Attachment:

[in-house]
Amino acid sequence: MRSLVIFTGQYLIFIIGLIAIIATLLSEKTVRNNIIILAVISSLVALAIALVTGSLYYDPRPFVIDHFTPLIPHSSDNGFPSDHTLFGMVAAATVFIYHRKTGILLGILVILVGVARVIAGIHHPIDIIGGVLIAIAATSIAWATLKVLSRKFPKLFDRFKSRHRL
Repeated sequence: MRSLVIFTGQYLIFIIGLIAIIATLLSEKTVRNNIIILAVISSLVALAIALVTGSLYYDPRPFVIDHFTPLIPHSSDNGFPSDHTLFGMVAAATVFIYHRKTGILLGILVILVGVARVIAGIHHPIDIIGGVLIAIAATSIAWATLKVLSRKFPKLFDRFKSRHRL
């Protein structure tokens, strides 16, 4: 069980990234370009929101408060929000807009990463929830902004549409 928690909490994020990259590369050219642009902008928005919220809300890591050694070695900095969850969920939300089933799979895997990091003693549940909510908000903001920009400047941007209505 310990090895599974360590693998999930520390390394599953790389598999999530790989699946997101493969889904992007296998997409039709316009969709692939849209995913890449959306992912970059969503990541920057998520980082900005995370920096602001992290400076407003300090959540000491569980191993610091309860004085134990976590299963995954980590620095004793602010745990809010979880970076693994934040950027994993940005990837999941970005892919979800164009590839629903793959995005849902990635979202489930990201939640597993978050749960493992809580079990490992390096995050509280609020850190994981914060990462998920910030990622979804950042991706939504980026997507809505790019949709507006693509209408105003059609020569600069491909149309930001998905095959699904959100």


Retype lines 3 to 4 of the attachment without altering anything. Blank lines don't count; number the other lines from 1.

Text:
Repeated sequence: MRSLVIFTGQYLIFIIGLIAIIATLLSEKTVRNNIIILAVISSLVALAIALVTGSLYYDPRPFVIDHFTPLIPHSSDNGFPSDHTLFGMVAAATVFIYHRKTGILLGILVILVGVARVIAGIHHPIDIIGGVLIAIAATSIAWATLKVLSRKFPKLFDRFKSRHRL
């Protein structure tokens, strides 16, 4: 069980990234370009929101408060929000807009990463929830902004549409 928690909490994020990259590369050219642009902008928005919220809300890591050694070695900095969850969920939300089933799979895997990091003693549940909510908000903001920009400047941007209505 310990090895599974360590693998999930520390390394599953790389598999999530790989699946997101493969889904992007296998997409039709316009969709692939849209995913890449959306992912970059969503990541920057998520980082900005995370920096602001992290400076407003300090959540000491569980191993610091309860004085134990976590299963995954980590620095004793602010745990809010979880970076693994934040950027994993940005990837999941970005892919979800164009590839629903793959995005849902990635979202489930990201939640597993978050749960493992809580079990490992390096995050509280609020850190994981914060990462998920910030990622979804950042991706939504980026997507809505790019949709507006693509209408105003059609020569600069491909149309930001998905095959699904959100």